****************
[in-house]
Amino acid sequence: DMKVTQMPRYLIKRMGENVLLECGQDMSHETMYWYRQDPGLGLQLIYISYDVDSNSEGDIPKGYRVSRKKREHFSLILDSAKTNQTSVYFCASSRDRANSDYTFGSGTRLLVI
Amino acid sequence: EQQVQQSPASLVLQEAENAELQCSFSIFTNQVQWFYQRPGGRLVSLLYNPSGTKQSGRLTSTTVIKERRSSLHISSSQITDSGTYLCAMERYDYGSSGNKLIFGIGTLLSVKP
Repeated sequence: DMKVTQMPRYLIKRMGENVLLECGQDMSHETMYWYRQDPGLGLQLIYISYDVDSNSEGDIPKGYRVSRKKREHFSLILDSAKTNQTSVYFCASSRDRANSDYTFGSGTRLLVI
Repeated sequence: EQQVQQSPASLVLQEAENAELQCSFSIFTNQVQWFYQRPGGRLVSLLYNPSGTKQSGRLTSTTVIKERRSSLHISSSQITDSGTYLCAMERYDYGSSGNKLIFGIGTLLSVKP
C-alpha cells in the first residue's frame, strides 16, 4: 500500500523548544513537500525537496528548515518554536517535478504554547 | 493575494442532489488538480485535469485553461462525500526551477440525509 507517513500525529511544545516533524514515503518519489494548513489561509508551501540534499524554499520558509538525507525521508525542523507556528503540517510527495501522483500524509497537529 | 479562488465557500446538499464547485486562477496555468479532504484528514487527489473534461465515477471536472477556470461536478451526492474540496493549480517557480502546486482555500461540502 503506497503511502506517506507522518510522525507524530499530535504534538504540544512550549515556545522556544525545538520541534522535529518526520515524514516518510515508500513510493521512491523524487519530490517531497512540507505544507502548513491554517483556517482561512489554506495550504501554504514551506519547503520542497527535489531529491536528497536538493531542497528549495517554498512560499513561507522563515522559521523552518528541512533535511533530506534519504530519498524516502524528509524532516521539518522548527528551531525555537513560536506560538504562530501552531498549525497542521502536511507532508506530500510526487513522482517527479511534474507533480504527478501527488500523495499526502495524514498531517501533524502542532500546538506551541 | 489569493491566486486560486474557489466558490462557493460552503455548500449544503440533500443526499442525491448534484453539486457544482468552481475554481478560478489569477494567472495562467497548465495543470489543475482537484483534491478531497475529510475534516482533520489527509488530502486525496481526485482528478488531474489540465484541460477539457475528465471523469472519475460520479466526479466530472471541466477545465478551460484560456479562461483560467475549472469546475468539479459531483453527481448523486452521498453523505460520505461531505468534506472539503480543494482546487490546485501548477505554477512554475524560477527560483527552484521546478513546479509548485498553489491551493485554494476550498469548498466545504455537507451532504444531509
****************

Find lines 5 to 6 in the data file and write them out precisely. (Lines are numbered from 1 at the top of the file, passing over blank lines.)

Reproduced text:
Repeated sequence: EQQVQQSPASLVLQEAENAELQCSFSIFTNQVQWFYQRPGGRLVSLLYNPSGTKQSGRLTSTTVIKERRSSLHISSSQITDSGTYLCAMERYDYGSSGNKLIFGIGTLLSVKP
C-alpha cells in the first residue's frame, strides 16, 4: 500500500523548544513537500525537496528548515518554536517535478504554547 | 493575494442532489488538480485535469485553461462525500526551477440525509 507517513500525529511544545516533524514515503518519489494548513489561509508551501540534499524554499520558509538525507525521508525542523507556528503540517510527495501522483500524509497537529 | 479562488465557500446538499464547485486562477496555468479532504484528514487527489473534461465515477471536472477556470461536478451526492474540496493549480517557480502546486482555500461540502 503506497503511502506517506507522518510522525507524530499530535504534538504540544512550549515556545522556544525545538520541534522535529518526520515524514516518510515508500513510493521512491523524487519530490517531497512540507505544507502548513491554517483556517482561512489554506495550504501554504514551506519547503520542497527535489531529491536528497536538493531542497528549495517554498512560499513561507522563515522559521523552518528541512533535511533530506534519504530519498524516502524528509524532516521539518522548527528551531525555537513560536506560538504562530501552531498549525497542521502536511507532508506530500510526487513522482517527479511534474507533480504527478501527488500523495499526502495524514498531517501533524502542532500546538506551541 | 489569493491566486486560486474557489466558490462557493460552503455548500449544503440533500443526499442525491448534484453539486457544482468552481475554481478560478489569477494567472495562467497548465495543470489543475482537484483534491478531497475529510475534516482533520489527509488530502486525496481526485482528478488531474489540465484541460477539457475528465471523469472519475460520479466526479466530472471541466477545465478551460484560456479562461483560467475549472469546475468539479459531483453527481448523486452521498453523505460520505461531505468534506472539503480543494482546487490546485501548477505554477512554475524560477527560483527552484521546478513546479509548485498553489491551493485554494476550498469548498466545504455537507451532504444531509